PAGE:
Basic rule for approving requests based on file name or file path.
Basic rule for applying per-profile limits on approvals.
Basic rule for exact match of profile ids.
Basic rule for time ranges.
Each rule set contains one or more rules (the inner list). Every rule in a rule set must evaluate to true for that rule set to evaluate to true (i.e., the rules are AND-ed). The type of rule is defined by rule. Other arguments are specific to the rule in question.
For a given request type, rule sets are evaluated in the order specified in the policy. Most organizations would likely prefer to set a more permissive rule set ahead of a more restrictive ones.
Default Auto-Approval Behavior
When not specified in the KSS policy, the following request types are automatically approved without restriction. When these request types appear in the policy, the policy exclusively defines that behavior:
Incompatible Request / Rule Combinations
The following is a list of request types and provided rules that are not applicable to that request type:
Changing KSS Policies
KSS policies can be changed by editing the keyserver.yml file. The changes can be loaded either by restarting Atakama or by using:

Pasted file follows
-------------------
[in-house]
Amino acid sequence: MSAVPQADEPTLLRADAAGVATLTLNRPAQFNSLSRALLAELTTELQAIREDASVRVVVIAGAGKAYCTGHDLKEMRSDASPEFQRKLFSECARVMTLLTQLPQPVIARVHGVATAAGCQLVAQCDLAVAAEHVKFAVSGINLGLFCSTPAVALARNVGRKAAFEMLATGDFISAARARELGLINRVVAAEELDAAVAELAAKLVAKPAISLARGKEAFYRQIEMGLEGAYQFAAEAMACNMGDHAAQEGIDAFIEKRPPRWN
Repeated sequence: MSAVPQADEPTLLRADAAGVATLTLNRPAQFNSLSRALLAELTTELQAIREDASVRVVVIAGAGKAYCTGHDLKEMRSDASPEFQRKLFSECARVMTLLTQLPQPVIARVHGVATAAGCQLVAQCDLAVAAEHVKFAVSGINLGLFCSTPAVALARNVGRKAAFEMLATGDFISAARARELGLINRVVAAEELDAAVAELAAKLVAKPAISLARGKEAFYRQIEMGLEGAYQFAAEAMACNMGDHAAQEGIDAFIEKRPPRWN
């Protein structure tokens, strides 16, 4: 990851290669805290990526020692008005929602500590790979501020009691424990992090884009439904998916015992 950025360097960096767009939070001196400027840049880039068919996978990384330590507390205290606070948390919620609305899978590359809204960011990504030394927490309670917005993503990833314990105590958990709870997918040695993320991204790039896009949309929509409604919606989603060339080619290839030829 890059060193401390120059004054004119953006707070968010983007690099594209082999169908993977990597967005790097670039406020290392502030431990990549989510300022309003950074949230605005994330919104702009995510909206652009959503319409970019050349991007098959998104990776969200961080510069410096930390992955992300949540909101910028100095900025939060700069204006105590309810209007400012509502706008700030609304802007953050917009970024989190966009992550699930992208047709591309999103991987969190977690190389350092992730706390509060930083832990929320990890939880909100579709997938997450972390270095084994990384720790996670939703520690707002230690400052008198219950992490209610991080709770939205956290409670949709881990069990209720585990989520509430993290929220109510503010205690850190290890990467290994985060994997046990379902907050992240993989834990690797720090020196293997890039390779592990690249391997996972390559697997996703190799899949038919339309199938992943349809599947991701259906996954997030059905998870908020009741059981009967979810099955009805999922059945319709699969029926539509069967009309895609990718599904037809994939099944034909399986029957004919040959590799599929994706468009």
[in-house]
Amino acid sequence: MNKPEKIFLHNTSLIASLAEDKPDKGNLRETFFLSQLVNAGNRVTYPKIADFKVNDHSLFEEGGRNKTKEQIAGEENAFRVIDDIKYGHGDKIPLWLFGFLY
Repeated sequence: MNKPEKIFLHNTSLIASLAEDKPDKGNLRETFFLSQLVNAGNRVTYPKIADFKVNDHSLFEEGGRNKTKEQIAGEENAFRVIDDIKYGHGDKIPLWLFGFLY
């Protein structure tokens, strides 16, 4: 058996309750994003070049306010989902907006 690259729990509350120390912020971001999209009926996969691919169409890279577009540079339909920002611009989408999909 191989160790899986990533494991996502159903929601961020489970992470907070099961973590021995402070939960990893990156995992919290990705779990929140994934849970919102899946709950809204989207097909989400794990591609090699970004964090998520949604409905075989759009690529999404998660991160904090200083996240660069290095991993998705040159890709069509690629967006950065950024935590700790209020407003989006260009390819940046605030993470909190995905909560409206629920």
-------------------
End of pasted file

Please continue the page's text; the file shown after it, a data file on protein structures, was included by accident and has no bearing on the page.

atakama keyserver policy --reload
For rules with persistent data (e.g., per-profile-throttle-rule), whether the existing data is retained depends on the rule being recognized as the same in the second version of the policy. The default behavior will attempt to do this automatically, but will work as intended only when that rule’s rule_id is manually set.
Use atakama keyserver quota list to view a list of any profiles that are currently being throttled by any rule.
You can clear profile throttling data by using atakama keyserver quota clear. For the profile(s) selected, throttling data will be reset to zero regardless of whether the profile was at quota.
A user can be given a higher quota by adding a rule set specific to that user in the policy (e.g., combining per-profile-throttle-rule and profile-id-rule).